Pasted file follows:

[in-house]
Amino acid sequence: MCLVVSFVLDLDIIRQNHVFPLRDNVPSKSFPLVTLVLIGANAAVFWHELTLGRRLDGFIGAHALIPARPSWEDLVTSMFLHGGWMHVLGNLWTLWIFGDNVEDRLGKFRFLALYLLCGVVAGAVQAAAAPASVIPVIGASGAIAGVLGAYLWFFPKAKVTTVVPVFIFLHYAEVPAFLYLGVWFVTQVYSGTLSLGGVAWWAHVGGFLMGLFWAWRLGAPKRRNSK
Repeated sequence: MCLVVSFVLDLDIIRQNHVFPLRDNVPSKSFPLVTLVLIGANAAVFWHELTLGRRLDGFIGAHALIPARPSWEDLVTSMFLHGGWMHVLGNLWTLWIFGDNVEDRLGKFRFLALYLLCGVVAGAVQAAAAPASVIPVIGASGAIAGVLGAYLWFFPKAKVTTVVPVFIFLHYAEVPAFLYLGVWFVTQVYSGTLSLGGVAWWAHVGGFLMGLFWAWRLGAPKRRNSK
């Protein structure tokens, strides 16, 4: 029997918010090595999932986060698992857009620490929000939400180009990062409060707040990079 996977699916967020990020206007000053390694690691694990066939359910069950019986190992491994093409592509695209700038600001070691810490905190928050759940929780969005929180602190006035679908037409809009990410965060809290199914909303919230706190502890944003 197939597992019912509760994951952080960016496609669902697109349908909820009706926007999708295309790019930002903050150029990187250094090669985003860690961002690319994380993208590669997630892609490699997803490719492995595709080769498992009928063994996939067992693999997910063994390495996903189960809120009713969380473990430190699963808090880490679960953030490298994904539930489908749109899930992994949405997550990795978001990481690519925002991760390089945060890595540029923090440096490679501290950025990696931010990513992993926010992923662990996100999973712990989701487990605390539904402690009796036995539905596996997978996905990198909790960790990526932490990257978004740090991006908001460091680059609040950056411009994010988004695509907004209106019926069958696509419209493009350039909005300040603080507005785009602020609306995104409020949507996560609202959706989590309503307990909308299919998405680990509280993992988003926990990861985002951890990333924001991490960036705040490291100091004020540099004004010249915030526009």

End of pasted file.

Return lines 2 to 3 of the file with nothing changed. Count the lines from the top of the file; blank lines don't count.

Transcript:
Amino acid sequence: MCLVVSFVLDLDIIRQNHVFPLRDNVPSKSFPLVTLVLIGANAAVFWHELTLGRRLDGFIGAHALIPARPSWEDLVTSMFLHGGWMHVLGNLWTLWIFGDNVEDRLGKFRFLALYLLCGVVAGAVQAAAAPASVIPVIGASGAIAGVLGAYLWFFPKAKVTTVVPVFIFLHYAEVPAFLYLGVWFVTQVYSGTLSLGGVAWWAHVGGFLMGLFWAWRLGAPKRRNSK
Repeated sequence: MCLVVSFVLDLDIIRQNHVFPLRDNVPSKSFPLVTLVLIGANAAVFWHELTLGRRLDGFIGAHALIPARPSWEDLVTSMFLHGGWMHVLGNLWTLWIFGDNVEDRLGKFRFLALYLLCGVVAGAVQAAAAPASVIPVIGASGAIAGVLGAYLWFFPKAKVTTVVPVFIFLHYAEVPAFLYLGVWFVTQVYSGTLSLGGVAWWAHVGGFLMGLFWAWRLGAPKRRNSK